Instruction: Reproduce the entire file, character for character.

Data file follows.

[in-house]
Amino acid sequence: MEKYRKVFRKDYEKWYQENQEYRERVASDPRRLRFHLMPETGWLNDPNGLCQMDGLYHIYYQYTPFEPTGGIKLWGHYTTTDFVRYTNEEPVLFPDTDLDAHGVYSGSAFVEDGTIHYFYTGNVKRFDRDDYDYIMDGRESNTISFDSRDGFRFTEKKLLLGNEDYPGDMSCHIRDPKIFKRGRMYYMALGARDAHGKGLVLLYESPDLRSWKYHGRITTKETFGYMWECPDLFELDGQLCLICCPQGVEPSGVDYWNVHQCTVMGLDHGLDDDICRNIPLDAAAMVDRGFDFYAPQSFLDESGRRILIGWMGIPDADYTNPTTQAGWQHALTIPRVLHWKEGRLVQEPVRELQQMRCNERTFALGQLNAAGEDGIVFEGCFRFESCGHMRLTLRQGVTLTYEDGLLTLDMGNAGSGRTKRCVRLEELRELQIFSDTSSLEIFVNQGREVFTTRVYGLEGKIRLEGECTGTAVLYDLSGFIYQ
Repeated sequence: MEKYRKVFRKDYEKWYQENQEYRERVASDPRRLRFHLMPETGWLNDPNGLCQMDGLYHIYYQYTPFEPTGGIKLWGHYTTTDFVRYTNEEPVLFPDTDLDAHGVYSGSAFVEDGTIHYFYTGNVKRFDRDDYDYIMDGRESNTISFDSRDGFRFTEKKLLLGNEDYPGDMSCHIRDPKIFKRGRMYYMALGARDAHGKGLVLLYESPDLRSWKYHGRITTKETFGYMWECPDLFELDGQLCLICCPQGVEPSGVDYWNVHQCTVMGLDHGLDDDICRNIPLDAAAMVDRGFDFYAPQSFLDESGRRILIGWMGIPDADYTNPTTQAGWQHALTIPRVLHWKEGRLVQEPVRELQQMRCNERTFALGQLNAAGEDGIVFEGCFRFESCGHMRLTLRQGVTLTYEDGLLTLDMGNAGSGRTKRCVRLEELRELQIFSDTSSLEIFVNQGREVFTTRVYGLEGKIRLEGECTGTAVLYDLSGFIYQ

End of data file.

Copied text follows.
[in-house]
Amino acid sequence: MEKYRKVFRKDYEKWYQENQEYRERVASDPRRLRFHLMPETGWLNDPNGLCQMDGLYHIYYQYTPFEPTGGIKLWGHYTTTDFVRYTNEEPVLFPDTDLDAHGVYSGSAFVEDGTIHYFYTGNVKRFDRDDYDYIMDGRESNTISFDSRDGFRFTEKKLLLGNEDYPGDMSCHIRDPKIFKRGRMYYMALGARDAHGKGLVLLYESPDLRSWKYHGRITTKETFGYMWECPDLFELDGQLCLICCPQGVEPSGVDYWNVHQCTVMGLDHGLDDDICRNIPLDAAAMVDRGFDFYAPQSFLDESGRRILIGWMGIPDADYTNPTTQAGWQHALTIPRVLHWKEGRLVQEPVRELQQMRCNERTFALGQLNAAGEDGIVFEGCFRFESCGHMRLTLRQGVTLTYEDGLLTLDMGNAGSGRTKRCVRLEELRELQIFSDTSSLEIFVNQGREVFTTRVYGLEGKIRLEGECTGTAVLYDLSGFIYQ
Repeated sequence: MEKYRKVFRKDYEKWYQENQEYRERVASDPRRLRFHLMPETGWLNDPNGLCQMDGLYHIYYQYTPFEPTGGIKLWGHYTTTDFVRYTNEEPVLFPDTDLDAHGVYSGSAFVEDGTIHYFYTGNVKRFDRDDYDYIMDGRESNTISFDSRDGFRFTEKKLLLGNEDYPGDMSCHIRDPKIFKRGRMYYMALGARDAHGKGLVLLYESPDLRSWKYHGRITTKETFGYMWECPDLFELDGQLCLICCPQGVEPSGVDYWNVHQCTVMGLDHGLDDDICRNIPLDAAAMVDRGFDFYAPQSFLDESGRRILIGWMGIPDADYTNPTTQAGWQHALTIPRVLHWKEGRLVQEPVRELQQMRCNERTFALGQLNAAGEDGIVFEGCFRFESCGHMRLTLRQGVTLTYEDGLLTLDMGNAGSGRTKRCVRLEELRELQIFSDTSSLEIFVNQGREVFTTRVYGLEGKIRLEGECTGTAVLYDLSGFIYQ